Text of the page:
Marion: I finished Dead Set, Richard Kadrey’s YA horror novel. I loved the strange city between the living and the dead that he created. I am also emotionally devastated by a terrible loss – I misplaced by copy of A Stranger in Olondria. I can’t find it anywhere! I don’t know how long I can go without immersing myself in Sofia Samatar’s beautiful prose and her tantalizing descriptions of the country of Olondria. Please send me your positive energy and good wishes for finding the book, everyone. I just started a Lee Child thriller to help get me through this time period while I search.
Rebecca: I’m still making my way through Sharon Penman’s massive The Sunne in Splendour (nearly halfway through!), but have also just finished up Libby Hathorn’s ghost trilogy Ghostop. Next I’ll be trying to make a dent in the stack of books I purchased at the last library sale, starting with Sophie Masson’s Malvolio’s Revenge and Cat Weatherhill’s Wild Magic.
Ryan: It feels like I’ve done more reading this week than I have in several months, but I’ve actually just been finishing books that I’d started but not finished for one reason or another. Although I found the first half of Terry Pratchett‘s The Fifth Elephant really slow, the second half was surprisingly good and I finished it very quickly. Outside the realm of SFF, I read Richard Wright‘s memoir, Black Boy, which I recommend. I also read and enjoyed Chuck Klosterman‘s travelogue, Killing Yourself to Live. It is ostensibly about why musicians’ reputations change after dying. I’ve since returned from the library with another set of books, including a Pratchett novel — Night Watch, which I’ve been looking forward to. And I’m about to begin Lies My Teacher Told Me, which appears to be quite long. I wonder if it will use Luke Skywalker’s relationship with Darth Vader or Anakin Skywalker’s relationship with Chancellor Palpatine as an illustrative motif. Let’s hope so.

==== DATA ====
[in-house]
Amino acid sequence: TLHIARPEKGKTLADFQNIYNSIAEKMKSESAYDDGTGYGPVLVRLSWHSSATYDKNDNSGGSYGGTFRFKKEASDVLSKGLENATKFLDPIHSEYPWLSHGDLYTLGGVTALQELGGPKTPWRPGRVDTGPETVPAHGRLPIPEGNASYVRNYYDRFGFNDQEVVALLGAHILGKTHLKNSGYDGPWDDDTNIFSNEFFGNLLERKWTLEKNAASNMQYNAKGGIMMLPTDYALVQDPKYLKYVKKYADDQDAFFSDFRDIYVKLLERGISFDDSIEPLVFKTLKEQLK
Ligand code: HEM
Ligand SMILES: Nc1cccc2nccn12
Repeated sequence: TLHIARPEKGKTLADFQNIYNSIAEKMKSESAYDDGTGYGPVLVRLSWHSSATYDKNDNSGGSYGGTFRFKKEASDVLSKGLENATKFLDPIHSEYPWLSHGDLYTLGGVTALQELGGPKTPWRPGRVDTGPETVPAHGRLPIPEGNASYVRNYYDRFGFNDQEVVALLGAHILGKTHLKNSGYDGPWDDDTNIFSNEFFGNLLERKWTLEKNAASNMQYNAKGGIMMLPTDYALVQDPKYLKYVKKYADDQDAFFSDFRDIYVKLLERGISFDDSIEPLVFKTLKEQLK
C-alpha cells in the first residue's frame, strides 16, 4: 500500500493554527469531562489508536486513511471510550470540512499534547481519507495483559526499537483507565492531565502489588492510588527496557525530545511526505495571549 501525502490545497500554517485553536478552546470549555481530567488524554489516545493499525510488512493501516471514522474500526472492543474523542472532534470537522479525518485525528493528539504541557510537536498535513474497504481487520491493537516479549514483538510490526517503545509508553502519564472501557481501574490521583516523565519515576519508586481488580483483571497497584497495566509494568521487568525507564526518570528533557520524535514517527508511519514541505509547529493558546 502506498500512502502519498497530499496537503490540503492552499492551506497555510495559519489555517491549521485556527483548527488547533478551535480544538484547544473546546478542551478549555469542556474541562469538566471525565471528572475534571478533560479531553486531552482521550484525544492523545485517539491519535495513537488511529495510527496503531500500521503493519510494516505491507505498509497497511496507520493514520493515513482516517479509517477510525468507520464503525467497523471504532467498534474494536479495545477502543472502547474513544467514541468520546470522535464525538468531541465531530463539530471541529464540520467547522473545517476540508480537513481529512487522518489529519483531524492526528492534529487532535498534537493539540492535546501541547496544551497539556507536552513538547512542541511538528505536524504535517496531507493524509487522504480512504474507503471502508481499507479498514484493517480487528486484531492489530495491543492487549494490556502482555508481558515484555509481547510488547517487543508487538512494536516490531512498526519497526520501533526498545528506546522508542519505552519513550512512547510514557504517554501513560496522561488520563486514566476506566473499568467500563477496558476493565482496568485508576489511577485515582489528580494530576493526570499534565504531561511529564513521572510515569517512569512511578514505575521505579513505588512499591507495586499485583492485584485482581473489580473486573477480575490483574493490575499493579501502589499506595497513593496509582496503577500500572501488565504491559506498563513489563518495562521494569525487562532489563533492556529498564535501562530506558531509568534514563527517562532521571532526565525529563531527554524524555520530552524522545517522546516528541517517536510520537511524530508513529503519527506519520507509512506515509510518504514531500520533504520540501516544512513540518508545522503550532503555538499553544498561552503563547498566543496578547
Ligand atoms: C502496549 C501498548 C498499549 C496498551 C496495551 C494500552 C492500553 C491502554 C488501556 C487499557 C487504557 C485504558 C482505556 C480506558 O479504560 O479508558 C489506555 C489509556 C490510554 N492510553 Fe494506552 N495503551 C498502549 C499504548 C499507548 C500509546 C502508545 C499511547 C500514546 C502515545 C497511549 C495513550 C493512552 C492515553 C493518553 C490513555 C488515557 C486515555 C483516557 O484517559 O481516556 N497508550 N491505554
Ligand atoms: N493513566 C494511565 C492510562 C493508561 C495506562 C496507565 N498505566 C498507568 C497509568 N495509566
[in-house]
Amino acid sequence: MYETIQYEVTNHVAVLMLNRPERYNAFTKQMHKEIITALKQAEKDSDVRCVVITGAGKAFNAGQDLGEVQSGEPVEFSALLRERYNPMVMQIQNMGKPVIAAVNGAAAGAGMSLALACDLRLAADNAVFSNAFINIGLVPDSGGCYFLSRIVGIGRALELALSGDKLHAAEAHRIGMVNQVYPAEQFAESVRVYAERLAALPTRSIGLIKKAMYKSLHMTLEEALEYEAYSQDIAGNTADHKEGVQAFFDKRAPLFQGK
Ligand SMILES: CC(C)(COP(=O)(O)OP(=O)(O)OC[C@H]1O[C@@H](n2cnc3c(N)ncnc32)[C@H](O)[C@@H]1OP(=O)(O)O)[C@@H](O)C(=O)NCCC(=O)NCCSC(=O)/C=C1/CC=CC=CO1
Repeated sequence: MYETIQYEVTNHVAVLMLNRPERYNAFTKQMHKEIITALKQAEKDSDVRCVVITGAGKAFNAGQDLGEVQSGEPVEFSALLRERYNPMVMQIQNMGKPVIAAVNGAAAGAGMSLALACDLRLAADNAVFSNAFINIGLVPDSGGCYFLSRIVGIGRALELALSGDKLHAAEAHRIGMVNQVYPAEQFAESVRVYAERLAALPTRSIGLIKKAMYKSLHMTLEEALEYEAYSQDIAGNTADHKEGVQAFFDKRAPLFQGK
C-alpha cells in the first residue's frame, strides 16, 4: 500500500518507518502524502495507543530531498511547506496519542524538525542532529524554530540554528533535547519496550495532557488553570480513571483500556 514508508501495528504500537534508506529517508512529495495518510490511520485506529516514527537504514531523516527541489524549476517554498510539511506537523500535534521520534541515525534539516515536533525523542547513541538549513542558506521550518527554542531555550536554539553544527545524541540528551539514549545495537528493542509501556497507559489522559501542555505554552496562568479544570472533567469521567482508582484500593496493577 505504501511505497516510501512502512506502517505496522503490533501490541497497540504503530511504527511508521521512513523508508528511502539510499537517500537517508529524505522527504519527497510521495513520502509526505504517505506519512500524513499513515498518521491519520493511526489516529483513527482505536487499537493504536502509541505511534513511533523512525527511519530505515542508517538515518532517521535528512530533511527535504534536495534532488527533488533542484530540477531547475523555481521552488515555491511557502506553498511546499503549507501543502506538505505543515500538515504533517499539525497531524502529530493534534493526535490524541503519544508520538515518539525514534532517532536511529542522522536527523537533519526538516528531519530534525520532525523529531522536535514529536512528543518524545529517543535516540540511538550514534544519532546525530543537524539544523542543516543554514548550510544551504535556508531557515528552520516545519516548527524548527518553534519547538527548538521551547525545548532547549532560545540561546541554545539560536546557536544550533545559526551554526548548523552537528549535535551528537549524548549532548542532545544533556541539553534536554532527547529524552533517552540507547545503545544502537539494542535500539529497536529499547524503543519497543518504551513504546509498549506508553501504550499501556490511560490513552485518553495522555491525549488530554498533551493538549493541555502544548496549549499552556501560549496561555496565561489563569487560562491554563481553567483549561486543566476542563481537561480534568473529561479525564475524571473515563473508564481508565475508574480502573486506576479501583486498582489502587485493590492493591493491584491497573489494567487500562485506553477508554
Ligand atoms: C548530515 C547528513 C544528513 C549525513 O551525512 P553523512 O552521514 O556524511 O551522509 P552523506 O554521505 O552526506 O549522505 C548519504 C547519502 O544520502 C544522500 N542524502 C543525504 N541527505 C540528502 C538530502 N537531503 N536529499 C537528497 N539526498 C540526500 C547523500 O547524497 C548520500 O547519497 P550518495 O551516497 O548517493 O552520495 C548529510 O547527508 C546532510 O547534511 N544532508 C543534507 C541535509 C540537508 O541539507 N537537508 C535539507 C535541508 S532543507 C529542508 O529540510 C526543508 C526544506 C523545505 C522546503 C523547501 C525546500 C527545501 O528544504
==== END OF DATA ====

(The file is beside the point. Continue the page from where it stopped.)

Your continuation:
Terry: I’m reading a terrific horror novel by Christopher Rice called The Heavens Rise. It features the kind of horror that most makes my blood run cold: the control of a victim’s free will, making one do something he or she never would but for the evil of another. Brrr. It’s keeping me up at night! It’s also keeping me so focused that I’m not reading anything else, just compulsively returning to the Kindle for this book, which has been nominated for a Stoker Award.
Tim: This week, I was putting together dissertation plans (yikes!), both primary and back-up, so I didn’t complete any novels. Instead, embracing the “busy little bee” archetype, I went buzzing around to various texts to land, collect the pollen, and fly away again. I touched down on Stormbringer by Michael Moorcock, The Dragonbone Chair by Tad Williams, Harry Potter and the Deathly Hallows by J.K. Rowling, The Silmarillion by J.R.R. Tolkien, and The King in Yellow by Robert W. Chambers. I’m still planning to look at The Fortress Unvanquishable, Save for Sacnoth by Lord Dunsany and maybe Death Masks by Jim Butcher.